Valentine’s Day is about celebrating love. Some people may think it’s about the love for a significant other, or family, or best friends, or even pets. Those people are dead wrong. To me, Valentine’s Day is about celebrating the most important love of all: chocolate.
What better way to show chocolate that you truly care than to make a giant, truffle-topped cake that uses chocolate in four—FOUR!—different components? Making this cake tells chocolate, “I love you. I respect you. I appreciate you. And when I am done, I am going to devour you.”
This beast of a dessert starts with a moist chocolate cake made with both cocoa powder and melted chocolate, and a touch of blackberry jam. It’s layered with more jam, and has a thick center filling of chocolate-blackberry whipped ganache. Over the top is a shiny chocolate glaze, and the crowning touch is a layer of homemade chocolate truffles.
I couldn’t decide whether I liked the cake better with just an outline of truffles along the edge, or with the top of the cake completely filled in—so I did it both ways. The arrangement is up to you, but if possible, I do recommend using two or three different cocoa powders to roll them in. I think the different shades of cocoa add so much dimension and visual interest to the cake. I used a natural cocoa powder (the lightest color), an alkalized cocoa powder (the darkest) and then I sifted the two together to make the medium brown shade.
Ghirardelli provided me with their 60% Cacao Bittersweet Chocolate Chips to make this dessert. These are dangerous for me to have in the house because they’re my favorite snackin’ chip—they’re super smooth and fruity while still being quite dark, so I can eat them by the handful and not even realize what’s happening until it’s too late. Their high percentage of cocoa butter means that they melt smoothly—not like some other brands that get thick and lumpy—so they work perfectly in every aspect of this dessert, from the whipped ganache filling to the smooth glaze to the rich truffles.
As I mentioned above, the Ghirardelli 60% chips have a really fruity flavor to me, so I paired them with blackberry jam in the cake and filling. The blackberry taste itself is very subtle, and I don’t think anyone would eat this and think that it’s a blackberry cake—rather, it just enhances the natural fruitiness of the chocolate to make it even more tangy and fragrant, and of course the jam between the layers keeps the cake very moist. You’re free to use any other seedless berry jam you like—I think raspberry and blueberry would also work very well.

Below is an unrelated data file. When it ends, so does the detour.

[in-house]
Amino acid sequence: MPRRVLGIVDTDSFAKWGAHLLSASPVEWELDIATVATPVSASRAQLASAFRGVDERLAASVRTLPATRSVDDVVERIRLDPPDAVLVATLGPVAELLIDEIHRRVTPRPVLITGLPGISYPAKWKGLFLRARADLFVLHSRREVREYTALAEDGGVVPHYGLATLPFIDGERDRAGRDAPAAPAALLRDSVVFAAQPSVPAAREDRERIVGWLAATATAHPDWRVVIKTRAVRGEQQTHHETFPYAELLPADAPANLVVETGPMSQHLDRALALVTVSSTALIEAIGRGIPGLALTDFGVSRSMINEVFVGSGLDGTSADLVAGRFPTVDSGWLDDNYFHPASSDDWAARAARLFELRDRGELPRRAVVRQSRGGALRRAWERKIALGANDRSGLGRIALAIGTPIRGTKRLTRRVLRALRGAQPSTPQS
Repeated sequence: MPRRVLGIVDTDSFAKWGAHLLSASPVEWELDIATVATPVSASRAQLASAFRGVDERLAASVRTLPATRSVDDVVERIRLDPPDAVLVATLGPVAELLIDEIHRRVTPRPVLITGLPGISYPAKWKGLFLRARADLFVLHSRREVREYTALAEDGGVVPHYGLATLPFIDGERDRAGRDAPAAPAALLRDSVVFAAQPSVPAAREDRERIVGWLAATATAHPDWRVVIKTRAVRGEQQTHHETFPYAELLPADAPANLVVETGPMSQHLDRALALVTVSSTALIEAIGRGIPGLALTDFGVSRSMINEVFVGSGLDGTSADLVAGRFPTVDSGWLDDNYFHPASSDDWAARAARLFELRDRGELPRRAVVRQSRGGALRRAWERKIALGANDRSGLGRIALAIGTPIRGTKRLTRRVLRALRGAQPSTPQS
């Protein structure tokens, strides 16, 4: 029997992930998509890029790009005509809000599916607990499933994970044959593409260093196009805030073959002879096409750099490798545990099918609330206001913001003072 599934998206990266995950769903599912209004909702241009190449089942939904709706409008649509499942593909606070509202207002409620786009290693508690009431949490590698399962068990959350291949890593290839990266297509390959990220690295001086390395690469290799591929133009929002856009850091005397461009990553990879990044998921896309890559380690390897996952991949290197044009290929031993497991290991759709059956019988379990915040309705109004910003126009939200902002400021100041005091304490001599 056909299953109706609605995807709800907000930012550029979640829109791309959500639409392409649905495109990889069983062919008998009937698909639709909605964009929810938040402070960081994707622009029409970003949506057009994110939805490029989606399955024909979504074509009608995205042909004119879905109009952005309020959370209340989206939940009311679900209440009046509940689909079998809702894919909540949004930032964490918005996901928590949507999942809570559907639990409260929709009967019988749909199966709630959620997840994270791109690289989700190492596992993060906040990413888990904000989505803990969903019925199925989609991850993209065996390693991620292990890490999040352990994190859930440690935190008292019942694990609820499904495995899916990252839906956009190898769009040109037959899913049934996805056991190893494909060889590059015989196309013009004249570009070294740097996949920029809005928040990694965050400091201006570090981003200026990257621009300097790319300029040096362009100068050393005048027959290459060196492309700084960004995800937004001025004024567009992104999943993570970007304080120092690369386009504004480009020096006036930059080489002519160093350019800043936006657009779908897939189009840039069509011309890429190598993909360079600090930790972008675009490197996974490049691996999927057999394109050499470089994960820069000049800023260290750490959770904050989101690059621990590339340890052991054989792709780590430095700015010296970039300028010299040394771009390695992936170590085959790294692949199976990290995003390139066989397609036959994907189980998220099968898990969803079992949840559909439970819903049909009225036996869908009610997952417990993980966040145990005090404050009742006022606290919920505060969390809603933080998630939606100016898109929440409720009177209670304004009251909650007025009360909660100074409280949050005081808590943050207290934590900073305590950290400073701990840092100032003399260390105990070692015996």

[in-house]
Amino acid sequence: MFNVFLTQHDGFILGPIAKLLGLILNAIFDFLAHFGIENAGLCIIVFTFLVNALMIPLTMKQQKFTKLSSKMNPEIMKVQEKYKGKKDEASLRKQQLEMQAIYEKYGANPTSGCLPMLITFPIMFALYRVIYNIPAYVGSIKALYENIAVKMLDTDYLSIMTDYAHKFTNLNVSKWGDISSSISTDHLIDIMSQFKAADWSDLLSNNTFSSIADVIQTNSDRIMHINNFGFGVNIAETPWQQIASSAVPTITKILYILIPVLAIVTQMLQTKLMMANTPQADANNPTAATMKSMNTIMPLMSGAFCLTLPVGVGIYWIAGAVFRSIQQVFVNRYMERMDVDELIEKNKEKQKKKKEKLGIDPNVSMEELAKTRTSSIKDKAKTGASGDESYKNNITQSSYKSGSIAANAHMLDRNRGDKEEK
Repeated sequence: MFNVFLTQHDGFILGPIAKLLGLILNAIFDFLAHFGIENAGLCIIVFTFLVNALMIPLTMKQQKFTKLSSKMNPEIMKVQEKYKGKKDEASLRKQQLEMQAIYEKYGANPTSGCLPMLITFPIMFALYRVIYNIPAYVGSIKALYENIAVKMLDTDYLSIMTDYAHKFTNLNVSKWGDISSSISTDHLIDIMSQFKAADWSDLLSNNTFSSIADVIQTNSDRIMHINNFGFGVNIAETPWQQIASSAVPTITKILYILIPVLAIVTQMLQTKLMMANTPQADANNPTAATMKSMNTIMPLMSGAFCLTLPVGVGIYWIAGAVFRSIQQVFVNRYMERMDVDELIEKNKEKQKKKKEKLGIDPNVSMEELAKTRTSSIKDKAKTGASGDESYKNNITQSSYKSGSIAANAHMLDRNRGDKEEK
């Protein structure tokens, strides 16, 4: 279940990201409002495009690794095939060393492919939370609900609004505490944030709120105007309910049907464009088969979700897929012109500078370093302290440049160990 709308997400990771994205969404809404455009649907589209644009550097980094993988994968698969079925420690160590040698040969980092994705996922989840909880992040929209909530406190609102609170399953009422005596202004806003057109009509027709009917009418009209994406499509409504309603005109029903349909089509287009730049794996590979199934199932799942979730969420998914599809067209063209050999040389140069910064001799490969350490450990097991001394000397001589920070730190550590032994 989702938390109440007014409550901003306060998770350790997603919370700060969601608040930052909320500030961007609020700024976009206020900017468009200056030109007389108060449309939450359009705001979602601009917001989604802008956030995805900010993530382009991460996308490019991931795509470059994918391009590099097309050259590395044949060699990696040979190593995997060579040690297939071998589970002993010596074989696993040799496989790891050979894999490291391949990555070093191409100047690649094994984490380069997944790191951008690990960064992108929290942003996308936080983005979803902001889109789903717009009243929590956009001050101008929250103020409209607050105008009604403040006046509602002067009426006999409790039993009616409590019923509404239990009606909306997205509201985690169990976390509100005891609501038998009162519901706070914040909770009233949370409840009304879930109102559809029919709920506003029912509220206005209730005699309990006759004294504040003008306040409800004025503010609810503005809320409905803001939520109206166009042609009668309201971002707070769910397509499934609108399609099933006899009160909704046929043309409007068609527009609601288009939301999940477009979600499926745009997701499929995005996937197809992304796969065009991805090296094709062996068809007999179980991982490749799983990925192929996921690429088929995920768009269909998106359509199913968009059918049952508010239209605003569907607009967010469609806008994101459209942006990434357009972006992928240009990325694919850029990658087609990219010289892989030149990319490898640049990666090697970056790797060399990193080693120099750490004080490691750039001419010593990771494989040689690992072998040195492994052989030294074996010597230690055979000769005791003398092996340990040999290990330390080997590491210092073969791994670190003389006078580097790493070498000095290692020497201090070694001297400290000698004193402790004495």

Finally, I put together a little tutorial showing my favorite method for rolling and coating truffles. This is technically optional for cocoa-covered truffles—to save some time, you can just roll the truffles in cocoa and call it good. However, it’s a valuable method to know in general, so allow me to drop some knowledge in the form of a little photo collage.
This method is explained in detail in the recipe below, but the general idea is that the truffle are rolled in chocolate or candy coating in your palm to produce a very thin layer around the truffle. When you dip them the traditional way into a bowl of melted chocolate, the coating is much thicker. That’s fine if you just want chocolate-dipped truffles, but if you’re looking to coat them with nuts, coconut, sprinkles, or any other textured topping, you might find that you’re left with a very thick, lumpy outer layer that distracts from the smooth filling.
The other advantage this method provides is that gives your coated truffles some structure. They’re less likely to soften, melt, or get misshapen if they have a little chocolate around them keeping them round. The photos show the truffles being coated in cocoa powder, but this works for basically anything you might want to roll truffles in—nuts, coconut, sprinkles, chopped candy, freeze-dried fruit powder, or anything else you can dream up!
And there you have it! An edible love letter to chocolate, my favorite valentine of all. How are you showing your love to chocolate this year?